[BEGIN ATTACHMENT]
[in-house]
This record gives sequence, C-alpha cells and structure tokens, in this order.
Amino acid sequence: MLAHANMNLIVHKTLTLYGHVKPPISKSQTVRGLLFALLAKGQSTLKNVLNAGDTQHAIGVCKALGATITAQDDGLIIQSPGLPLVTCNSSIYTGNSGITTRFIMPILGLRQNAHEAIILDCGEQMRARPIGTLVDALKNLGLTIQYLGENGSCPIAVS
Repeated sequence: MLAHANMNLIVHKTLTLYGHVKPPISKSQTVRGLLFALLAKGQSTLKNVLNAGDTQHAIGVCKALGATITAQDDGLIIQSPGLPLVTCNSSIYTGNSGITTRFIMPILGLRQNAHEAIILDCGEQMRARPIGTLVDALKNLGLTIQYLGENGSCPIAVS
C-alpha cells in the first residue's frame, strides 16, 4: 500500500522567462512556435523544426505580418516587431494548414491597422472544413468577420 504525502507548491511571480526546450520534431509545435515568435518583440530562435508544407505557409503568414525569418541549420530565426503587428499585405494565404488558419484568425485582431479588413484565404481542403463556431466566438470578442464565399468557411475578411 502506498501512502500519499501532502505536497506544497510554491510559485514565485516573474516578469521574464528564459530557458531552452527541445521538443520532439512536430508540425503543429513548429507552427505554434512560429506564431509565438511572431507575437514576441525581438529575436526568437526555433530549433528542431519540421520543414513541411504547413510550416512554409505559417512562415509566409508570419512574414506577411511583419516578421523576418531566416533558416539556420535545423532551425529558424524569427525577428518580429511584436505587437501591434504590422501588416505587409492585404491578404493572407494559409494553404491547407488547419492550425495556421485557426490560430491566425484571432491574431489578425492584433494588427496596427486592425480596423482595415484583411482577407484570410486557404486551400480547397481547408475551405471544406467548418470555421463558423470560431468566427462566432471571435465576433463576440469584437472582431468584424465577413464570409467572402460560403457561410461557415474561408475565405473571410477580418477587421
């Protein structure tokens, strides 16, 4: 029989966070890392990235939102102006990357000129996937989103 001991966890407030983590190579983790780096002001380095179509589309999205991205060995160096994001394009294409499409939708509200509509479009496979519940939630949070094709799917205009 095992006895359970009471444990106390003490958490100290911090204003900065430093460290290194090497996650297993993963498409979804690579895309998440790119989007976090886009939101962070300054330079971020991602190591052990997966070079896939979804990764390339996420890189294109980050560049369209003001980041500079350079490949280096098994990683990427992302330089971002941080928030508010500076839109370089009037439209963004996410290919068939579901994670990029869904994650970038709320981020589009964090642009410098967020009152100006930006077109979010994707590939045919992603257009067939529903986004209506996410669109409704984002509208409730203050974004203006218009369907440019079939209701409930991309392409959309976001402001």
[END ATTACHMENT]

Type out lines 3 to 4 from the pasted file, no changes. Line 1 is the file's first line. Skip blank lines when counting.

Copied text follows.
Amino acid sequence: MLAHANMNLIVHKTLTLYGHVKPPISKSQTVRGLLFALLAKGQSTLKNVLNAGDTQHAIGVCKALGATITAQDDGLIIQSPGLPLVTCNSSIYTGNSGITTRFIMPILGLRQNAHEAIILDCGEQMRARPIGTLVDALKNLGLTIQYLGENGSCPIAVS
Repeated sequence: MLAHANMNLIVHKTLTLYGHVKPPISKSQTVRGLLFALLAKGQSTLKNVLNAGDTQHAIGVCKALGATITAQDDGLIIQSPGLPLVTCNSSIYTGNSGITTRFIMPILGLRQNAHEAIILDCGEQMRARPIGTLVDALKNLGLTIQYLGENGSCPIAVS